The house itself had been renovated about 5 years prior. It was starting to get tired and was needing some maintenance with chipped paintwork, stained carpets, and general wear and tear. Outside fencing needed replacing and the roof and house needed cleaning and painting. I had decided that I would leave the inside spaces until the tenancy came to an end but that I’d slowly chip away at the exterior jobs while the tenant lived at the house. During this time we re-fenced the property and, in the end, had to replace the roof. It was originally concrete tiles and had become so pitted and pourous that a re-coat was no longer possible. I did persuade the landlord in the neighbouring, adjoining duplex to replace his side too and the new long run iron roof was a big improvement.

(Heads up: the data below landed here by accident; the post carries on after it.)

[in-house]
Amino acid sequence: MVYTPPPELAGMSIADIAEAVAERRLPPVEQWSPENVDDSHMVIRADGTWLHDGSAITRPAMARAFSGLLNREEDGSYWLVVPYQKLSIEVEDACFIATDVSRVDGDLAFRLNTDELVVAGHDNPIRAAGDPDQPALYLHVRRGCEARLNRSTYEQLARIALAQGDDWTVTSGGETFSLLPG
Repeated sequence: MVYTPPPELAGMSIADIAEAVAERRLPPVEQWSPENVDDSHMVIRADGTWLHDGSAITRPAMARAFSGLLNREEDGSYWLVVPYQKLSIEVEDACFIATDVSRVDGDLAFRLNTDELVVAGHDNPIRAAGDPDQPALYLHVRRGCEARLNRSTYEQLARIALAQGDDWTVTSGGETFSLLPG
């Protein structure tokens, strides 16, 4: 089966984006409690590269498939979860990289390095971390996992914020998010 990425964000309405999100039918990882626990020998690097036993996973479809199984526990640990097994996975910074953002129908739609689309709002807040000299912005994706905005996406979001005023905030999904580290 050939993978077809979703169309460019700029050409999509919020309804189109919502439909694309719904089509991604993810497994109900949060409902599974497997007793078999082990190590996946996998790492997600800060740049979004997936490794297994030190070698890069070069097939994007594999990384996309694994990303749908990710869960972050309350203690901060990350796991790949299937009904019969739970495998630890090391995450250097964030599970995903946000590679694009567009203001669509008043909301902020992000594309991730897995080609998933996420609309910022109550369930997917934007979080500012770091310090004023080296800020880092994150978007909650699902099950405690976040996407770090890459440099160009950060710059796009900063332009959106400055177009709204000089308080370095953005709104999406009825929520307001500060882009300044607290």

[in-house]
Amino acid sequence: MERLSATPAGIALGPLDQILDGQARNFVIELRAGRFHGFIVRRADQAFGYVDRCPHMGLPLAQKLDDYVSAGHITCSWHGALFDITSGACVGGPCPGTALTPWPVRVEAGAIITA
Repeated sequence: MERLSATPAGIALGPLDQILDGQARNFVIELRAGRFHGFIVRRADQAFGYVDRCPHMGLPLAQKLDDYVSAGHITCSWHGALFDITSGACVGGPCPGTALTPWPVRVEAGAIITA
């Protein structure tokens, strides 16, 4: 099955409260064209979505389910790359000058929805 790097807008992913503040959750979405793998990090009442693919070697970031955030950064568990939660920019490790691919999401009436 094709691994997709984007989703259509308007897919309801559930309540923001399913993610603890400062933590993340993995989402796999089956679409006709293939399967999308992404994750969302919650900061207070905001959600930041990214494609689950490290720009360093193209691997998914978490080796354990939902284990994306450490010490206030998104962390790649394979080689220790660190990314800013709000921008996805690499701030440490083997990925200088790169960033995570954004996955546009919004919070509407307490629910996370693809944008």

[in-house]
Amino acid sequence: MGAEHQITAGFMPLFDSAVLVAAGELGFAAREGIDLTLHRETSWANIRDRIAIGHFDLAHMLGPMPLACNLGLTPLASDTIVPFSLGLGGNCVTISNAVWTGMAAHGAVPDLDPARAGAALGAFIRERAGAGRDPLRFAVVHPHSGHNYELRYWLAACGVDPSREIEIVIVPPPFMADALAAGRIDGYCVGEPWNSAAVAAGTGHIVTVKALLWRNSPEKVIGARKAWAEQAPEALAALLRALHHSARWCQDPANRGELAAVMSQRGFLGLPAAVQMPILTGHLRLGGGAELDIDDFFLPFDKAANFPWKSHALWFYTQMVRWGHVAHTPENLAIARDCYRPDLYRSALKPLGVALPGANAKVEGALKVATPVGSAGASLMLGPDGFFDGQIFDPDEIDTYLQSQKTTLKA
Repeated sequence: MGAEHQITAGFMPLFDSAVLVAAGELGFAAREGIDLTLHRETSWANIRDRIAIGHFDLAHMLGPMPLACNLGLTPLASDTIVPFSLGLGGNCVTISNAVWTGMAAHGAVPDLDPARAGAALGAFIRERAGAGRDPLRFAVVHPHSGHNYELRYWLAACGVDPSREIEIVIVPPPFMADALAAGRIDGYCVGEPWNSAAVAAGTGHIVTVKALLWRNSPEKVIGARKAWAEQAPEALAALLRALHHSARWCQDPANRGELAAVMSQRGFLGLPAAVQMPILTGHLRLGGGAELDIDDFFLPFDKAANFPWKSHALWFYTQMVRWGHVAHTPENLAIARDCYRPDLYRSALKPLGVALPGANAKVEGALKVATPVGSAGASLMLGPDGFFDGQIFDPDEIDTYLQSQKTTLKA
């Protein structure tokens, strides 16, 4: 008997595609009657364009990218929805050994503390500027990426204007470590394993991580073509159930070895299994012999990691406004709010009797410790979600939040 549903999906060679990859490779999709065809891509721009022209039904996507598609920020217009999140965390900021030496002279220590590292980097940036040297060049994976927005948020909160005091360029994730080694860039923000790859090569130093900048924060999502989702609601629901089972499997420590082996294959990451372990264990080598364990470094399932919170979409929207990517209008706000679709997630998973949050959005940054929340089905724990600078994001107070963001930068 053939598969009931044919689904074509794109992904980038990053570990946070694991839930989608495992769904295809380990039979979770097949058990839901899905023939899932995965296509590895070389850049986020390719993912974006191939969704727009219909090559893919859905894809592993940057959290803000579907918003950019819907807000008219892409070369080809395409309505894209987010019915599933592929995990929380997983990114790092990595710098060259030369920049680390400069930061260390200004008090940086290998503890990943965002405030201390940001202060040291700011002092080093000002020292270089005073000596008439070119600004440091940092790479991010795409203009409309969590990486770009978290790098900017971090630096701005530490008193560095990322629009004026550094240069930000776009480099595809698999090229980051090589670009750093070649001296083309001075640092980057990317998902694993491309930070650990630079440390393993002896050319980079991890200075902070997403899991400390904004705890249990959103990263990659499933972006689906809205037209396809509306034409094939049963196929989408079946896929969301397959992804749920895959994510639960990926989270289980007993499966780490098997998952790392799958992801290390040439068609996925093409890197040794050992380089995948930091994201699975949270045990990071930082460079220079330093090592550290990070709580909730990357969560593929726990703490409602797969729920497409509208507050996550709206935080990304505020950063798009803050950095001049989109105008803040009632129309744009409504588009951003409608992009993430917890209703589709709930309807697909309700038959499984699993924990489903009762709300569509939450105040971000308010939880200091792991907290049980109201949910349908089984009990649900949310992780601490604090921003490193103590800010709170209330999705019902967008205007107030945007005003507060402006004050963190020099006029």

About six months into ownership, the property manager started to report some problems with the tenancy. During regular inspections it was noted that the house was particularly dirty, with old meat sitting in the oven, the lawns long and unruly, and laundry strewn across the back lawn. The tenant was issued a 14 day notice to remedy. Later we had to issue another 14 day notice for tampering with smoke alarms and a few weeks after this the rent suddenly stopped coming in. Together with the property managers we discovered the tenant was obliged to attend an appointment with WINZ annually to continue the accommodation supplement and non attendance meant the payments stopped. With some prompting the tenants did eventually attend and have the payments reinstated, but was unable to clear the arrears. We brought a claim in the tenancy tribunal and a payment order was made with an arrangement to clear the debt gradually over the coming couple of months. After these problems I decided together with the PM that we would not continue the tenancy after the fixed term ended in March and we gave the tenant notice.